Infrastructure-based Autonomous Driving

Motion/Behavior Planning

A main area of our research is to develop safe and efficient methods of autonomous vehicle management in different road settings, currently with a focus on unsignalized intersections. To coordinate multiple autonomous vehicles at unsignalized intersections, we employ various methods based on model-based optimization and/or data-driven generative models. 

Collaborative Perception

In scenarios like urban intersections with a high density of vehicles and active interactions among them, understanding the overall road situation and predicting the paths of many vehicles are essential. 

However, current standalone vehicle perception technology faces challenges in navigating such environments. This is due to limitations caused by occlusion and restricted sensor measurement distances, making it difficult to perceive a comprehensive area accurately. 

Therefore, Collaborative Perception aims to actively utilize sensor data from high-positioned infrastructure to achieve precise detection and classification of various-sized objects across a broader area.


Learning-based Control

Safe Control with Uncertain Perception

In autonomous systems, we must plan a safe motion avoiding surrounding agents' predicted future motions. However, this is challenging because the predictions are uncertain and multimodal. We aim to plan a safe motion under uncertainty.

1) We design safe motion planning systems based on predictions for the surrounding agent's future motions.

2) We formulate a chance-constrained optimization problem to guarantee safety theoretically. We approach it as a sampling-based method and a Gaussian Mixture Model(GMM) based method.

3) We improve learning-based prediction models to enhance the prediction quality so that we can control agents more safely and effectively.

Safe Control under Distribution Shifts

1) Uncertainty Quantification

We aim to develop techniques that can effectively characterize and account for uncertainties in mathematical models used for control system design. By quantifying these uncertainties, engineers can design control systems that are robust to variations and disturbances, ensuring stable performance even in the presence of model inaccuracies or disturbances.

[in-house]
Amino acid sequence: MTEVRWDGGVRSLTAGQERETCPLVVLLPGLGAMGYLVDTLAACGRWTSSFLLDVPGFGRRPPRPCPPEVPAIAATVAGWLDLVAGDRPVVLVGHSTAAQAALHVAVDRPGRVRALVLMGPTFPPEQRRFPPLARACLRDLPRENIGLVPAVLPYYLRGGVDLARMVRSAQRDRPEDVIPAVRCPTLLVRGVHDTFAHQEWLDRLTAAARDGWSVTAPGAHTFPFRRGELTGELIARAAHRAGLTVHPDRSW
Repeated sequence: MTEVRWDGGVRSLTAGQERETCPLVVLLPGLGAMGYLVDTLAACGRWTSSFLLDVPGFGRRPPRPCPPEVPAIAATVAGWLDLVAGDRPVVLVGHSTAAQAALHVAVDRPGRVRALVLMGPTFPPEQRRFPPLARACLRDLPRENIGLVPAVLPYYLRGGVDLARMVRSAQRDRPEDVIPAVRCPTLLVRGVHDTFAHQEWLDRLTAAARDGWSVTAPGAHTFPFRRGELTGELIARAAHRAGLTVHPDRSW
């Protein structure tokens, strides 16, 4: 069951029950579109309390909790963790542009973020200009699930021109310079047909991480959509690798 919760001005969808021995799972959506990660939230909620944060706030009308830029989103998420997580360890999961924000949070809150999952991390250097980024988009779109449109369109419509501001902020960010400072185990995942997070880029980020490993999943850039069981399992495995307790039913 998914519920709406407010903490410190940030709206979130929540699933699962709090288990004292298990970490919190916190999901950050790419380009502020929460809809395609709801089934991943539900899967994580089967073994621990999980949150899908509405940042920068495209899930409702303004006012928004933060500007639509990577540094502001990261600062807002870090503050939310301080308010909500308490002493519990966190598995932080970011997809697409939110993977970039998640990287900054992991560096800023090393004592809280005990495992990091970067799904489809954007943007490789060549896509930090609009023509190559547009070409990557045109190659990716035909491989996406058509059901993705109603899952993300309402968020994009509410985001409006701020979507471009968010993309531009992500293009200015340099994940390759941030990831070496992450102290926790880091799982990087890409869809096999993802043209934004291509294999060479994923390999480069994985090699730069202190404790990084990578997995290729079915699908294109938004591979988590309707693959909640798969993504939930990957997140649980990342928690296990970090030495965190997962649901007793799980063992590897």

2) Anomaly Detection

We aim to detect incompleteness and anomalies in Deep Neural Network (DNN) models tailored for semiconductor manufacturing processes. In particular, we develop techniques for identifying and mitigating outliers that could adversely affect process control and yield. By improving the robustness and reliability of DNN models, this research endeavors to enhance process efficiency and product quality in the semiconductor industry.

Smart City Project

The Smart City Project aims to implement autonomous driving technology beyond Level 4. 

1) Reality-based System

The Smart City Project utilizes a scaled-down map of real-world intersections at a 1:15 ratio. Consequently, vehicles, infrastructure, and other structures are also reduced to a 1:15 scale, and we refer to this as a "semi-realistic" testbed. This feature distinguishes it from simulations by incorporating realistic sensors, communication, and control noise, providing a more realistic data collection and physical movement experience. Furthermore, the infrastructure, such as traffic lights, is considered "intelligent" with sensors and computing modules. Unlike devices designed for passive control of current traffic flow, this "intelligent" infrastructure actively uses continuous information sharing with vehicles through V2X technology. This approach is pivotal in future technology development, enabling active traffic flow control and cooperative perception. 

2) Implementation of Complex Traffic Flow

The intersection traffic island induces situations requiring vehicle coordination, such as merging and diverging movements. Additionally, aiming to create a dense traffic scenario within the intersection, autonomous vehicles contribute to maximizing vehicle density with a target production of up to 30 units. Moreover, the outer circular road is designed as a unidirectional loop, functioning like a highway, ensuring that autonomous vehicles can move to any desired destination from any location on the road. This setup guarantees an endlessly navigable system, evaluating the capabilities of autonomous driving in an urban autonomous driving service scenario.

3) High Suitability for Multi-Agent Technology Development

In experiments involving the control of multiple vehicles, collisions between vehicles, pedestrians, or other structures are inevitable considerations. Such accidents not only pose significant safety concerns but also incur substantial financial burdens. This project actively leverages its intermediate nature between reality and simulation to conduct experiments with various agents, ensuring minimal safety issues and comparatively lower financial burdens in the event of accidents. Furthermore, intentional staging of scenarios, especially edge cases, enables the creation and collection of data related to realistic situations such as accidents or lane departures.